WASHINGTON — More than 200 female soldiers began reporting to maneuver battalions and nine brigade combat teams this week, and an assignment restriction based on co-location with combat units has been rescinded, opening up more than 13,000 positions to women in the Army, Chief of Staff Gen. Ray Odierno said Wednesday.
But the Army is still looking at how to incorporate more women into combat roles, whether to open more military occupational specialties and whether to allow women to attend Ranger School.
Ninety percent of the Army’s senior infantry officers are Ranger-qualified.
“So if we determine that we’re going to allow women to go in the infantry and be successful, they’re probably at some time going to have to go through Ranger School,” Odierno said in a Pentagon briefing. “If we decide to do this, we want the women to be successful.”
Army officials will continue to study the issue of women in combat roles for the next few months.
“My guess is,” Odierno said, “based on my experience in Iraq and what I’ve seen in Afghanistan, we’ll then move forward with a more permanent solution inside of the Army sometime this fall.”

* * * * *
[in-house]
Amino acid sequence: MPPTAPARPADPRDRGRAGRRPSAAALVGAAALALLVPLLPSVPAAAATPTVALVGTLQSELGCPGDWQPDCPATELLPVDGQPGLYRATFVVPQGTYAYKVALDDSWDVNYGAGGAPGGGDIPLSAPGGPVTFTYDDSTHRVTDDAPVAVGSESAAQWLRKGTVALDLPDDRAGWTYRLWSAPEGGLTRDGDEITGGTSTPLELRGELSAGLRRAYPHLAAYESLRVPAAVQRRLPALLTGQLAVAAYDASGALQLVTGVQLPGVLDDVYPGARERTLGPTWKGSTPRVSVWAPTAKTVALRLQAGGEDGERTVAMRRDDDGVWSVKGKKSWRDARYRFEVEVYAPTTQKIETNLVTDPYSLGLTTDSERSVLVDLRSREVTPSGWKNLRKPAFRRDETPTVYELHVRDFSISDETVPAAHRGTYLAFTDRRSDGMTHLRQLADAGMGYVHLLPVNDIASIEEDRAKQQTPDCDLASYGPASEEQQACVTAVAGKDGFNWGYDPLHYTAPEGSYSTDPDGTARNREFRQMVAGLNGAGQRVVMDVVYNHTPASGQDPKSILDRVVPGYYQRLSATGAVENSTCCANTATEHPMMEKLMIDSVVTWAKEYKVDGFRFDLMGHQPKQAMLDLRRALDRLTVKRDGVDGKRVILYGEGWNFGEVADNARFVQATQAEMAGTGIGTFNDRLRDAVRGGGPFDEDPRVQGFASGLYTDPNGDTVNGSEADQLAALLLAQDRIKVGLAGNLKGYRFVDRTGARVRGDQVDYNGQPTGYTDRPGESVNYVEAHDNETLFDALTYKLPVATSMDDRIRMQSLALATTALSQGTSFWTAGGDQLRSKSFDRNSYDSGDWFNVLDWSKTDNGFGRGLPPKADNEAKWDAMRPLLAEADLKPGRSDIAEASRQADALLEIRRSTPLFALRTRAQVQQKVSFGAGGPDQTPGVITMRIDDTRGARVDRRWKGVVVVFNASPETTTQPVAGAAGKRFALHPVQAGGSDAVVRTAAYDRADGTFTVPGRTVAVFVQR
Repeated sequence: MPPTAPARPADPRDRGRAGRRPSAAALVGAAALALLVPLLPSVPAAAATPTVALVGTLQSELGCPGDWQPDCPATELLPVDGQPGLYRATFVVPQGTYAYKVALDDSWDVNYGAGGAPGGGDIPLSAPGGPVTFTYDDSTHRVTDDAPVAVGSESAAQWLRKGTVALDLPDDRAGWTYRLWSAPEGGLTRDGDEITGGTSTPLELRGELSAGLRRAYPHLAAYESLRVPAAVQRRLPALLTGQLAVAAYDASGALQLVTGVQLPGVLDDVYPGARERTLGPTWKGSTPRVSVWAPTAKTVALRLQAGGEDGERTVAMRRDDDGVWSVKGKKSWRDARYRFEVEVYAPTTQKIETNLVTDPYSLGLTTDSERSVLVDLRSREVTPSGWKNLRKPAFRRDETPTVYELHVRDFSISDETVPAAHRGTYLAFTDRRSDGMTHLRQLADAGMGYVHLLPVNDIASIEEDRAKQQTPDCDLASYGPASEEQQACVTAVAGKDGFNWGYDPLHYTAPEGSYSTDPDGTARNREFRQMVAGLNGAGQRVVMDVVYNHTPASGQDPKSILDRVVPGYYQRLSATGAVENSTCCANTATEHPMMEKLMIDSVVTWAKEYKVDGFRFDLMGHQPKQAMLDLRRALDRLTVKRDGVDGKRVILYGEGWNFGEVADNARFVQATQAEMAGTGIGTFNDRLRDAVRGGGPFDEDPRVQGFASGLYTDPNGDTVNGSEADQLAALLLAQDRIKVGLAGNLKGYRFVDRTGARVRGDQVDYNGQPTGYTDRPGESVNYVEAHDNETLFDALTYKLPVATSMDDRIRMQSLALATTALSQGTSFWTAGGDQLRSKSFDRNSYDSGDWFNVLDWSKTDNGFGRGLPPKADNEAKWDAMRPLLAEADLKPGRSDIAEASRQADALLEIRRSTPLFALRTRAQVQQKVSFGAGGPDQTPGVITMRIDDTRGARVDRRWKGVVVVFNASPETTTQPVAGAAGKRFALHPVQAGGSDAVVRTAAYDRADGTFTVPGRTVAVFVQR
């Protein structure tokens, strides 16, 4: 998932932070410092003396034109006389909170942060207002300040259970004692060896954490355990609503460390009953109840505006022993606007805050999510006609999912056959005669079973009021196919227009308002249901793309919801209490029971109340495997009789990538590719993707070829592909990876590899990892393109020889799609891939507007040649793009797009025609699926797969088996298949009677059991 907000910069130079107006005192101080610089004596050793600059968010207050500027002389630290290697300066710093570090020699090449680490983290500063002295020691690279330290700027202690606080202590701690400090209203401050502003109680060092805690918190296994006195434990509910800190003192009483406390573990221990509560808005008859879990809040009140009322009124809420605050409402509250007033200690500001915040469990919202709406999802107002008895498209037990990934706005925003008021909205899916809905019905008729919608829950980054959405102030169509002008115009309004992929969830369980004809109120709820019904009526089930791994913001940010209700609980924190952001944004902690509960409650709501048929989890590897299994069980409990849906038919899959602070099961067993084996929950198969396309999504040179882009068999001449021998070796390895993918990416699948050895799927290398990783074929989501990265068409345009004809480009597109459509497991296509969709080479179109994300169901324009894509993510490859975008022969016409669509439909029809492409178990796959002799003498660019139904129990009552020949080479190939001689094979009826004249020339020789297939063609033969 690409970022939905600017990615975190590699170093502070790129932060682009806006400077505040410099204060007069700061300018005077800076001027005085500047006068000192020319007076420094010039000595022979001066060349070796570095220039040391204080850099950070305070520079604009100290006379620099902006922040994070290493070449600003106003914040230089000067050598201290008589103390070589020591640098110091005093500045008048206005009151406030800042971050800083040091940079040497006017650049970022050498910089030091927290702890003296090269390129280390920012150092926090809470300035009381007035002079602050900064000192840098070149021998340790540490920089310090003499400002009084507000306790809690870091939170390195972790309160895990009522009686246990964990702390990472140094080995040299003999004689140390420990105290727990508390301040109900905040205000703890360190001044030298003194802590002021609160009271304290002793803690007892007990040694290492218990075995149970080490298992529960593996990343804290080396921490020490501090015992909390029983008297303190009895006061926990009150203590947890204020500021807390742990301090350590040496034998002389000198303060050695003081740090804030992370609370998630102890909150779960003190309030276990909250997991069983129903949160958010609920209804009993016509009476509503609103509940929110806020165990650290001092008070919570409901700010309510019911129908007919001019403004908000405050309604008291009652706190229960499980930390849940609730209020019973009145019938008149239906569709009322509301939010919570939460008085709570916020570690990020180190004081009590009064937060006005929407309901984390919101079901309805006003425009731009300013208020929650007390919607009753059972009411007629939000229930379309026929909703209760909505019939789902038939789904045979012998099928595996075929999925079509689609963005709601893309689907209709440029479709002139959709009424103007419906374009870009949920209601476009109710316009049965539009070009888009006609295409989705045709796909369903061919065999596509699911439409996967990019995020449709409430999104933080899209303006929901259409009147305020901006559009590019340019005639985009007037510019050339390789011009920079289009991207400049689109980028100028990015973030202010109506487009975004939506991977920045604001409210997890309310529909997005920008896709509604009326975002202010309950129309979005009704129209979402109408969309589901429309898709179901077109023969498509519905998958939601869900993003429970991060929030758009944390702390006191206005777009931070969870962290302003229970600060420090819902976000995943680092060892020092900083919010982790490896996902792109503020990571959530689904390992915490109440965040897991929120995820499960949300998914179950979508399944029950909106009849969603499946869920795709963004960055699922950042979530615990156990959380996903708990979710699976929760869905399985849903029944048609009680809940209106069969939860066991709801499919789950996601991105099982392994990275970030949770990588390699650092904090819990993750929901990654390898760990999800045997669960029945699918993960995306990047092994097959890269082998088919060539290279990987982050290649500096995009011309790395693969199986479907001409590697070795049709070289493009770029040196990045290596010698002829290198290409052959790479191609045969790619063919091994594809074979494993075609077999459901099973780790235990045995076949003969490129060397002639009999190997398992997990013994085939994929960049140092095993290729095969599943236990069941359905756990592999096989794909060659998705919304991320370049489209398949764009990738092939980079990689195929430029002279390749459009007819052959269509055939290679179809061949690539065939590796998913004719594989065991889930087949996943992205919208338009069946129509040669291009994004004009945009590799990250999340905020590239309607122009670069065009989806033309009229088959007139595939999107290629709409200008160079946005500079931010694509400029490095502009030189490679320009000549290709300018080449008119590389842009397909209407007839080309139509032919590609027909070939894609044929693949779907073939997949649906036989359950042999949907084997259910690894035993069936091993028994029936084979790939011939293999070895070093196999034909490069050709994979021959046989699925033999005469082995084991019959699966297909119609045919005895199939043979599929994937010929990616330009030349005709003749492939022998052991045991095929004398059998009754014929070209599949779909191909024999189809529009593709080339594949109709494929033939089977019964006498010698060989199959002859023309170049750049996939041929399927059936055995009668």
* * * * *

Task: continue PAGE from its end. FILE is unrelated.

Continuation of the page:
Odierno also commented on a House proposal to slow the Army’s shrinking of its force.
“I think what we submitted is the right pace,” Odierno said.
Changing the pace of the force reduction could compromise the Army’s ability to use natural attrition to trim the ranks over the years, and instead mean the Army would have to force more soldiers out.
Right now, he said, about 70 percent of the personnel cuts will come through attrition.
“I’ve talked to the House,” he said. “I’ve told them I don’t agree with those amendments. I’d like to see them adjusted.”
Odierno also warned, again, of the danger of sequestration, which he estimates would force the Army to cut 80,000 to 100,000 additional active-duty and reserve soldiers.
“What even makes sequestration worse is that we have no say in where the cuts come from,” he said, adding that it could lead to a hollow force and potentially cause the Army to breach many contracts.